Ultraviolet radiation comes from the sun, tanning beds, sun lamps and tanning booths. People with fair skin that freckles and burns easily, light colored eyes are more at risk for sun burns. Dark skinned individuals can also get skin cancer, but are much less likely. People who live in areas closer to the equator (Texas and Florida) are more exposed to ultraviolet light and are at increased risk for skin cancer, compared to the northern states like Minnesota. It is important to keep in mind higher altitudes and people who ski can burn at these altitudes and are also at increased risk for skin cancer. Ultraviolet radiation is present in cold climates, on rainy days, and snowy days. It is important to wear sun protection daily, to sun exposed skin, when going outdoors in daylight hours. Photo protection can also be obtained by wearing photo protective clothing such as hats, tops and pants. You can look for specific fabrics that have a UPF 50 designation on it which means there is an adequate amount of protection in the clothing.The diagnosis of Basal cell carcinoma is made after your dermatologist takes a sample of your skin and sends it for pathological examination.

Treatment of skin cancer can be done using many modalities. Factors that influence the method of removal include the location of the tumor, the size of the tumor, the depth of penetration of the tumor, and the general health of the patient. Surgery is the usual mode of removal. This can be done with a simple elliptical excision. Cure rates are generally above 95%. A repeat excision may be necessary if the tissue removed is returned with tumor present at the margin of resection. Mohs micrographic surgery offers the highest cure rate of 99%. This method is indicated if the tumor is located on the central face, have indistinct borders, is a recurrent tumor, is a large tumor in a cosmetically important area or are in critical areas around the eyes, ears, nose and lips. Curettage and electrodessication has the same cure rate as elliptical excisional surgery and is usually reserved for smaller lesions. Other treatment methods include oral or topical chemotherapy, or radiation therapy.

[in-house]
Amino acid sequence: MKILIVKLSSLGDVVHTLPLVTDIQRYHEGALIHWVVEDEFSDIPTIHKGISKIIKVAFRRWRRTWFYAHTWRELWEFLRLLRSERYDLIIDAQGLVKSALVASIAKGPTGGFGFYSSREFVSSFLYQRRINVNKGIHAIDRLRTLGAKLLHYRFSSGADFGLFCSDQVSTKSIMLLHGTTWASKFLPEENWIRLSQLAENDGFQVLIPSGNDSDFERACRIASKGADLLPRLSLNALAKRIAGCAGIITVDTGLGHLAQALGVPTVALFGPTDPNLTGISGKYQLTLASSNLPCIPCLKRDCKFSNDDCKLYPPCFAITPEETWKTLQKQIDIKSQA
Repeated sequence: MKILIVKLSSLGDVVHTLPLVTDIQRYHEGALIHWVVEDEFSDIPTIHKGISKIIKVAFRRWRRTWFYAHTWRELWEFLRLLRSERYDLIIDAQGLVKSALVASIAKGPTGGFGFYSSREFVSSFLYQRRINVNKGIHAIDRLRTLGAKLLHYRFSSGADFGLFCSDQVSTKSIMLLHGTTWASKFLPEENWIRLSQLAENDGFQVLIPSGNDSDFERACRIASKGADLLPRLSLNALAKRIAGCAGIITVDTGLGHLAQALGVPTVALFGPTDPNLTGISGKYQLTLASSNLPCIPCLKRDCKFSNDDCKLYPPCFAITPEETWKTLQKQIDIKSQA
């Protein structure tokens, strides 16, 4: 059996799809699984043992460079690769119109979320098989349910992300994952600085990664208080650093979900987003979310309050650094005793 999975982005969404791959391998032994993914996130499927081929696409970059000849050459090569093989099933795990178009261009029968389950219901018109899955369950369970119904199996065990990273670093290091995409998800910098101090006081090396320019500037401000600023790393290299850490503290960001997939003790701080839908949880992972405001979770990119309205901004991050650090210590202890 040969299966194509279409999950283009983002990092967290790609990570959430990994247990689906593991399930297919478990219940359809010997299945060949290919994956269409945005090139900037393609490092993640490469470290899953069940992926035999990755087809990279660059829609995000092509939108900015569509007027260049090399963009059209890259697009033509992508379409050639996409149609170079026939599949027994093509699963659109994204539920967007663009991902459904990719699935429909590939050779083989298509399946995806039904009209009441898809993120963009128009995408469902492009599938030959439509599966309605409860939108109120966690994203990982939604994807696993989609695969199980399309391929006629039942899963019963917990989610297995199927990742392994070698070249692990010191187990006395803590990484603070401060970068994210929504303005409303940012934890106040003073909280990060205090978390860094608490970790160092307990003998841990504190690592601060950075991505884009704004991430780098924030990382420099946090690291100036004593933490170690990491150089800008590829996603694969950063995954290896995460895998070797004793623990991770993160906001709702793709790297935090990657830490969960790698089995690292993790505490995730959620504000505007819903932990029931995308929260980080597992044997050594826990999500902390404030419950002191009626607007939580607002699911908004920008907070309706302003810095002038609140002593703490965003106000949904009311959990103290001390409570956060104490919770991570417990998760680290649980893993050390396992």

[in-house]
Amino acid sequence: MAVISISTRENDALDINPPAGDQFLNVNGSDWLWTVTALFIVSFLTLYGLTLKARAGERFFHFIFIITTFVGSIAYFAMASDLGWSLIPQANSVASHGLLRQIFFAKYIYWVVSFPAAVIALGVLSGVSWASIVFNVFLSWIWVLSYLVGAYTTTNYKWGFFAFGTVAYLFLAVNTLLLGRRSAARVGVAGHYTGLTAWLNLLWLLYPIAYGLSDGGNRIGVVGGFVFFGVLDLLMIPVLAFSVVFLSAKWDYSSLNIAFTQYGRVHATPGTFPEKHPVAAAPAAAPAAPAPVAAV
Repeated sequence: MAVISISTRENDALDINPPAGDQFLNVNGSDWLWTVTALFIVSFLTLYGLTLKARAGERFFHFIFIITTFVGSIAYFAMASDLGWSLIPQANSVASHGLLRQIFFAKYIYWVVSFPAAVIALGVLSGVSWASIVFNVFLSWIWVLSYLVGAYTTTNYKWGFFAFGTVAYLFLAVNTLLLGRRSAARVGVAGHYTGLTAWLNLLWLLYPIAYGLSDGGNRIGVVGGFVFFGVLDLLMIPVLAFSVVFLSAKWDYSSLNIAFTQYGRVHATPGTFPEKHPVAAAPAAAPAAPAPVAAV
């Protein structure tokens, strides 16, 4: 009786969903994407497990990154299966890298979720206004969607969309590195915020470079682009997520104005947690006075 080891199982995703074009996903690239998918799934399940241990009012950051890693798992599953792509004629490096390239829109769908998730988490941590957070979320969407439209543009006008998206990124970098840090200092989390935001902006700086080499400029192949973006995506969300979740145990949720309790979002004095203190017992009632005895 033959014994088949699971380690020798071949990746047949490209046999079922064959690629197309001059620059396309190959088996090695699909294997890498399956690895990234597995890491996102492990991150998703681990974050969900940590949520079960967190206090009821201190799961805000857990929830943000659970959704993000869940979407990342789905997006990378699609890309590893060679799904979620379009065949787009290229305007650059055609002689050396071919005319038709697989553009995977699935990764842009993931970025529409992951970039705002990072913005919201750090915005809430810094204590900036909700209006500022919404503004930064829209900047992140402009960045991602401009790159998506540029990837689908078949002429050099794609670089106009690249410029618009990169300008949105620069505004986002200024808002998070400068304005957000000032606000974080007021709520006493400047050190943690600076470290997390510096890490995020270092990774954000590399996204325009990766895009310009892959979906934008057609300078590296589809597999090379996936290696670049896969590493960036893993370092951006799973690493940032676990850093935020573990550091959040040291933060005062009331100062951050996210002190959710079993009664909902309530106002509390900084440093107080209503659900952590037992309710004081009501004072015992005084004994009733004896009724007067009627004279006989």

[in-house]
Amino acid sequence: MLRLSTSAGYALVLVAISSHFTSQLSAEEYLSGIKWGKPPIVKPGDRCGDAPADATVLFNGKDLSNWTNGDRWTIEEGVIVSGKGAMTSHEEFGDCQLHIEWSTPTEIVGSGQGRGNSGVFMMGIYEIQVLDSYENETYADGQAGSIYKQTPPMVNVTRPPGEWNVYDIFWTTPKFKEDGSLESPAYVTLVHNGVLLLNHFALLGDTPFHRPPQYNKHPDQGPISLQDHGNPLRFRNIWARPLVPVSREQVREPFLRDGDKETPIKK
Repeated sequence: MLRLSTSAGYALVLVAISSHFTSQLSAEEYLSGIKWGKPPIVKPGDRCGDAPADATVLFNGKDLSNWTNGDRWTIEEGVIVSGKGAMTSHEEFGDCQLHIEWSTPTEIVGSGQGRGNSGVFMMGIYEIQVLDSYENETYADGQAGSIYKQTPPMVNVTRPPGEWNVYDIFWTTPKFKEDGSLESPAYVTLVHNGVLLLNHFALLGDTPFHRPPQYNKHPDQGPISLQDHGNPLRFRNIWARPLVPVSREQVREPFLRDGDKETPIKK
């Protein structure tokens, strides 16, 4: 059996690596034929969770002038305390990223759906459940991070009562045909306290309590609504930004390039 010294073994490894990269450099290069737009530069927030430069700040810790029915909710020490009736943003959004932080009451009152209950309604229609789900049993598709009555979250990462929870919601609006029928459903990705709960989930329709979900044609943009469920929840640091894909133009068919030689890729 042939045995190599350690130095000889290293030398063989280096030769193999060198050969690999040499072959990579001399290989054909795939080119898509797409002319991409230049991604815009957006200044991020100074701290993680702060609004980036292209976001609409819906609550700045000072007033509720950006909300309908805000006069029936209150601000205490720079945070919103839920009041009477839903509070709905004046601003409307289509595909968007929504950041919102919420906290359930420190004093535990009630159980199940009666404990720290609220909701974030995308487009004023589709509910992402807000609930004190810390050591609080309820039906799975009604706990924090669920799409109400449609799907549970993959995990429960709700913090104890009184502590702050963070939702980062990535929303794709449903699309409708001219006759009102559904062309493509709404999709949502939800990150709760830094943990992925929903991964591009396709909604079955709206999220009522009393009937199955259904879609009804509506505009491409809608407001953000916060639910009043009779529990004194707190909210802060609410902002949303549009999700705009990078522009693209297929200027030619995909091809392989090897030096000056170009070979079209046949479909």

Squamous Cell Carcinoma

This is the second most common skin cancer. It is usually seen in fair skinned individuals, blond or red heads, freckled skin and people exposed to excessive ultraviolet radiation. The tumor occurs on sun exposed areas of the body such as the face, scalp, ears, dorsal hands and neck. Squamous cell carcinoma can occur in places of the body that have not been exposed to the sun. This tumor sometimes spread to lymph nodes and other organs. When this happens they can become deadly. Other risk factors include scarring processes such as lupus, lichen planus, chronic ulcerations, human papilloma viral infection, X-radiation exposure, systemic PUVA therapy, and immunosuppression from disease or medication. Squamous cell carcinoma is estimated to metastasize in 20-30% when it develops in areas of scarring.

Squamous cell carcinoma can appear as a wart like growth, an open sore that bleeds, a scaly patch that does not resolve or an elevated growth, which bleeds when there is an attempt to remove the crust. It is usually on sun damaged skin with evidence of hyperpigmentation, extreme wrinkling and loss of elasticity.

The diagnosis of Squamous cell carcinoma is made after your dermatologist takes a sample of your skin and sends it for pathological examination.

Treatment of skin cancer can be done using many modalities. Factors that influence the method of removal include the location of the tumor, the size of the tumor, the depth of penetration of the tumor, and the general health of the patient. Surgery is the usual mode of removal. This can be done with a simple elliptical excision. Cure rates are generally above 95%. A repeat excision may be necessary if the tissue removed is returned with tumor present at the margin of resection. Mohs micrographic surgery offers the highest cure rate of 99%. This method is indicated if the tumor is located on the central face, have indistinct borders, is a recurrent tumor, is a large tumor in a cosmetically important area or are in critical areas around the eyes, ears, nose and lips. Curettage and electrodessication has the same cure rate as elliptical excisional surgery and is usually reserved for smaller lesions. Other treatment methods include oral and topical chemotherapy, or radiation therapy.